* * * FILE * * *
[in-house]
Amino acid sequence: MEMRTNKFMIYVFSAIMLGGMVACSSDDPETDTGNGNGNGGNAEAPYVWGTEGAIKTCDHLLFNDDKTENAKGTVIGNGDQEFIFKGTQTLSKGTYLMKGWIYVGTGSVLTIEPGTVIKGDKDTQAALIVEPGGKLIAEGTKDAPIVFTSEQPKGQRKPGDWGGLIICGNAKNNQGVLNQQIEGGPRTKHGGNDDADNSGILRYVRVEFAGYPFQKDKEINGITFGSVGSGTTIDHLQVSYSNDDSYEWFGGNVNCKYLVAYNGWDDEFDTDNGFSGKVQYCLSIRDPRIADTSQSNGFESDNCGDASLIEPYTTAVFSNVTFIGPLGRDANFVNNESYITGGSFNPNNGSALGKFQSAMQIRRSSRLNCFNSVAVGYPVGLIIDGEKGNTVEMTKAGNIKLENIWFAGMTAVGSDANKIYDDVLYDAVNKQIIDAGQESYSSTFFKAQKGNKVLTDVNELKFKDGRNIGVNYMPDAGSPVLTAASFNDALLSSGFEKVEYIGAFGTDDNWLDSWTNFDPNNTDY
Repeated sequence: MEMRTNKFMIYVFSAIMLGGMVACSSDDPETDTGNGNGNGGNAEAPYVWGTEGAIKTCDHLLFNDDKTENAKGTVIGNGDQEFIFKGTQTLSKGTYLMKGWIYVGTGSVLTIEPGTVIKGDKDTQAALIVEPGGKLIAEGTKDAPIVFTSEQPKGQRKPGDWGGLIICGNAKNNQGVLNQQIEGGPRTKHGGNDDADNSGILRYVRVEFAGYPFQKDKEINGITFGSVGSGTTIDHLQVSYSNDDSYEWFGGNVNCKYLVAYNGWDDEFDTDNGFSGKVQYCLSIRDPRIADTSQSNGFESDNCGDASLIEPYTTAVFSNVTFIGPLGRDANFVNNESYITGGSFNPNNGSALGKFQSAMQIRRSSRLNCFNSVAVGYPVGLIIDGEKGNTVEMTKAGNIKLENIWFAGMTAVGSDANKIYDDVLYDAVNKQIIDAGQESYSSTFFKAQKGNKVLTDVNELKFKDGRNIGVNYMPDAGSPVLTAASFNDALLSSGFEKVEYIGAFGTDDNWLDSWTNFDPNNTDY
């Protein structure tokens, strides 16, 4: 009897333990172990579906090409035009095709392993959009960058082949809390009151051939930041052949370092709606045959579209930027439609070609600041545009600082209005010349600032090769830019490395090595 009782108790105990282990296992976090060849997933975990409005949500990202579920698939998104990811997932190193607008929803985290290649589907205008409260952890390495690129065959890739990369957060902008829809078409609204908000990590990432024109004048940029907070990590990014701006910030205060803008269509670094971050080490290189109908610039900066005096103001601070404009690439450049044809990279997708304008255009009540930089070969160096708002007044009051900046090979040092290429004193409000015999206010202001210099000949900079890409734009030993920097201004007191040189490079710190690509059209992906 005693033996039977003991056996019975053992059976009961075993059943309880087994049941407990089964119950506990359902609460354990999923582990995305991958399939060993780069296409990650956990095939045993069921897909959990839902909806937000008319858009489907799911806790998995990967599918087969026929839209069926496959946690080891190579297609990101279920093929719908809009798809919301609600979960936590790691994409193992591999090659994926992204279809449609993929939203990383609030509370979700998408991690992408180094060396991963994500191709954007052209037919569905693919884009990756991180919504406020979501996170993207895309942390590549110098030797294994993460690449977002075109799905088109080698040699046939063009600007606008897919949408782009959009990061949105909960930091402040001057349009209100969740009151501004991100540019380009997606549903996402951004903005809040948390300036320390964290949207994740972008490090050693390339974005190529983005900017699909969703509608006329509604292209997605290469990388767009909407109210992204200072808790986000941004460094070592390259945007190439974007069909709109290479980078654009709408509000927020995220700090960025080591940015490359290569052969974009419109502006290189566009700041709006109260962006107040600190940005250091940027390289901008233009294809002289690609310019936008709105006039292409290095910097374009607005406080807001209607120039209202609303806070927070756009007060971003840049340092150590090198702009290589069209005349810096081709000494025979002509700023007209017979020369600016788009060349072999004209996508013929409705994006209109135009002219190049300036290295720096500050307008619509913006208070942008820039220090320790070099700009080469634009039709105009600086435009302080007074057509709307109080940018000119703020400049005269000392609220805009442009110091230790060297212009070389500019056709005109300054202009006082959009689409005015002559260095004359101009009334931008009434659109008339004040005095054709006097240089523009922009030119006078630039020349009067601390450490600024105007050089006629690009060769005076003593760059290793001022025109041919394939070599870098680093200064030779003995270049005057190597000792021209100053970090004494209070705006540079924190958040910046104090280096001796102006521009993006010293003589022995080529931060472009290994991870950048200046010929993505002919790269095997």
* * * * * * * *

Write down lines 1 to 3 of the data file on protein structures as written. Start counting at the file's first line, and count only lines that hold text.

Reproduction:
[in-house]
Amino acid sequence: MEMRTNKFMIYVFSAIMLGGMVACSSDDPETDTGNGNGNGGNAEAPYVWGTEGAIKTCDHLLFNDDKTENAKGTVIGNGDQEFIFKGTQTLSKGTYLMKGWIYVGTGSVLTIEPGTVIKGDKDTQAALIVEPGGKLIAEGTKDAPIVFTSEQPKGQRKPGDWGGLIICGNAKNNQGVLNQQIEGGPRTKHGGNDDADNSGILRYVRVEFAGYPFQKDKEINGITFGSVGSGTTIDHLQVSYSNDDSYEWFGGNVNCKYLVAYNGWDDEFDTDNGFSGKVQYCLSIRDPRIADTSQSNGFESDNCGDASLIEPYTTAVFSNVTFIGPLGRDANFVNNESYITGGSFNPNNGSALGKFQSAMQIRRSSRLNCFNSVAVGYPVGLIIDGEKGNTVEMTKAGNIKLENIWFAGMTAVGSDANKIYDDVLYDAVNKQIIDAGQESYSSTFFKAQKGNKVLTDVNELKFKDGRNIGVNYMPDAGSPVLTAASFNDALLSSGFEKVEYIGAFGTDDNWLDSWTNFDPNNTDY
Repeated sequence: MEMRTNKFMIYVFSAIMLGGMVACSSDDPETDTGNGNGNGGNAEAPYVWGTEGAIKTCDHLLFNDDKTENAKGTVIGNGDQEFIFKGTQTLSKGTYLMKGWIYVGTGSVLTIEPGTVIKGDKDTQAALIVEPGGKLIAEGTKDAPIVFTSEQPKGQRKPGDWGGLIICGNAKNNQGVLNQQIEGGPRTKHGGNDDADNSGILRYVRVEFAGYPFQKDKEINGITFGSVGSGTTIDHLQVSYSNDDSYEWFGGNVNCKYLVAYNGWDDEFDTDNGFSGKVQYCLSIRDPRIADTSQSNGFESDNCGDASLIEPYTTAVFSNVTFIGPLGRDANFVNNESYITGGSFNPNNGSALGKFQSAMQIRRSSRLNCFNSVAVGYPVGLIIDGEKGNTVEMTKAGNIKLENIWFAGMTAVGSDANKIYDDVLYDAVNKQIIDAGQESYSSTFFKAQKGNKVLTDVNELKFKDGRNIGVNYMPDAGSPVLTAASFNDALLSSGFEKVEYIGAFGTDDNWLDSWTNFDPNNTDY